Conversely, in-house processing demands major computing power and memory, and processing several thousand photos can easily take up days of staff time. This said, some clients prefer a comprehensive package with in-house processing included, enabling businesses to take control of the quality, timing and resolution of data collection and providing their own data rather than contracting a third party to do so. Joel Ferrer Cruz notes that once the business starts experiencing more demand, “local image processing software would be more efficient as it gives more capacity and flexibility to the image processing team”. The experts also note that there are limitations to the cloud, with both Griffiths and Weber agreeing that, if UAVs are planned to be part of your long-term business model, the cloud will probably not offer enough sophistication to be able to meet all your needs. As Griffiths says: “Cloud-based solutions don’t have the options to improve the quality of a photogrammetry model, use of GCPs is sketchy at best, and there is usually no ability to merge models together”.
The importance of staff training
It is helpful for operators to have photogrammetry or field survey skills, and due to the expense of a drone fleet (and the accompanying hardware and software) it is important to invest significant time in staff training. Not all training is created equally, though, and some courses focus more on issues such as air law than on drone operation, so understanding the limitations of training is essential. Mishaps can occur, and it is worth investing considerable time to ensure adequate training is provided, drones are taken seriously as a data collection tool, rules are obeyed and the mission checklist is followed closely. As Tom Wren states, “drones make everything easier… as long as you know what you’re doing”.
Andrew Griffiths suggests that skilling up dedicated staff to become drone specialists could be a wise decision for the business, and these experts could then “manage the equipment, suppliers and support the use of the drones in the wider organization”. All five experts emphasized how critical comprehensive training is, with Griffiths explaining that his team at Droneflight undertook multiple evaluation exercises of real-world jobs to gain a complete understanding of the potential of the equipment, investing heavily in their drone pilots. This approach of deploying and completing a task from beginning to end gives pilots responsibility for the quality of the project deliverables for clients, which works for the business. Jakub Karas has organized his team in a similar way, finding that it improves the process when pilots and operators have insight into the processing, planning and mapping components of the work. Other experts differ on this, with both Wren and Cruz preferring to maintain employee specializations. They keep the data collection and data processing teams separate but ensure that the data processing specialists are exposed to drone work in order to appreciate the spatial context of the image acquisition component.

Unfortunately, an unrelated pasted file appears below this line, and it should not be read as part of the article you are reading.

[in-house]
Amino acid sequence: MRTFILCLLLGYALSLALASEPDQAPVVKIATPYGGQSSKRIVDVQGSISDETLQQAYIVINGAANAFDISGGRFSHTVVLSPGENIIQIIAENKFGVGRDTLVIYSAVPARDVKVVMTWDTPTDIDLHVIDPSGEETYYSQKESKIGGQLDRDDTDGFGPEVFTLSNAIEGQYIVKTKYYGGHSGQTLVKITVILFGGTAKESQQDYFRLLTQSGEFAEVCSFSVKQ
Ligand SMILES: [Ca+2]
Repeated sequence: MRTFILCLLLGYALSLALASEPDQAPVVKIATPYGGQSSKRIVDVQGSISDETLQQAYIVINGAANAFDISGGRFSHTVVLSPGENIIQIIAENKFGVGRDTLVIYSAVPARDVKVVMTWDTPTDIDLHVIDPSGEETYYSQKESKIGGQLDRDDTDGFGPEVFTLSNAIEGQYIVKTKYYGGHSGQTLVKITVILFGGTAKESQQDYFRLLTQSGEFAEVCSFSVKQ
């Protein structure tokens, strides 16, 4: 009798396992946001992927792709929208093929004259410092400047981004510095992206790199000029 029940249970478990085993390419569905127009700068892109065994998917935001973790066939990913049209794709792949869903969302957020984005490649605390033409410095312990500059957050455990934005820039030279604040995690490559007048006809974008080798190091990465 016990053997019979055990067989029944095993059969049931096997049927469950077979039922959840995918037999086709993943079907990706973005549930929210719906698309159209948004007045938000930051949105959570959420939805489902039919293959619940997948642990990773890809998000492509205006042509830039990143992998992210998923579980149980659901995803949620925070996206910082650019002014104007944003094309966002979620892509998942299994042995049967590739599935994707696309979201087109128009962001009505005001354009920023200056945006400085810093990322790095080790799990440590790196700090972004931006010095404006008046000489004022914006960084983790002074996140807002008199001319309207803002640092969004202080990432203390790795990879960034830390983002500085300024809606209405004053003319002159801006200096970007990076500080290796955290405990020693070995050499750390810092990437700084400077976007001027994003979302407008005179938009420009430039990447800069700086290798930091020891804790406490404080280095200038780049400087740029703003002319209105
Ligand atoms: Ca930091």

The limitations of UAVs
It is important to consider the limitations of drones. Most drones are small, which means a limited payload (i.e. carrying capacity) for critical components like cameras and sensors. Another limitation is that most drones rely on battery technology, meaning fairly short flight times. Whilst longer-lasting batteries can extend flight time, these tend to be heavy, adding to the payload, and data collection activities across large areas are therefore likely to require multiple flights or manned aircraft. Reliance on GPS technology, which is susceptible to interference from various wireless sources, is another challenge.
Cruz reminds us that UAVs are not the answer to every geospatial surveying problem, stating that in his experience they cannot cover all his company’s mapping needs: “For large and difficult areas, we still opt to use manned aircraft. Urban areas and high-wind areas such as mountains are more safely and efficiently mapped using manned aircraft”. It is worth thinking about the ways in which drones could expand the range and increase the quality of the products and services offered by your business as a complementary method rather than seeking to completely replace traditional methods with drones.
Cruz reflects that “drones have become a real game-changer for us”, noting the positive effect they have had on his business in terms of opening up new opportunities and enhancing the products and services delivered to clients. Griffiths notes that “when the use of drones becomes part of the ‘business as usual’ of an organization, the benefits of the technology can really be leveraged”. Thanks to the use of UAVs for surveying projects, the results obtained are likely to be more up to date, detailed and indeed far superior than those obtained with traditional tools. UAVs equipped with remote sensors can offer mapping and surveying companies unprecedented capabilities to achieve precision and accuracy, resulting in cost savings at both the data collection and data analysis levels. The impact that UAV technology is having on the geospatial industry is certainly disruptive, but it is important to navigate regulatory issues, seek expert advice, do your research and consider the challenges as well as the opportunities for your own enterprise.
Author: Katy Barbier-Greenland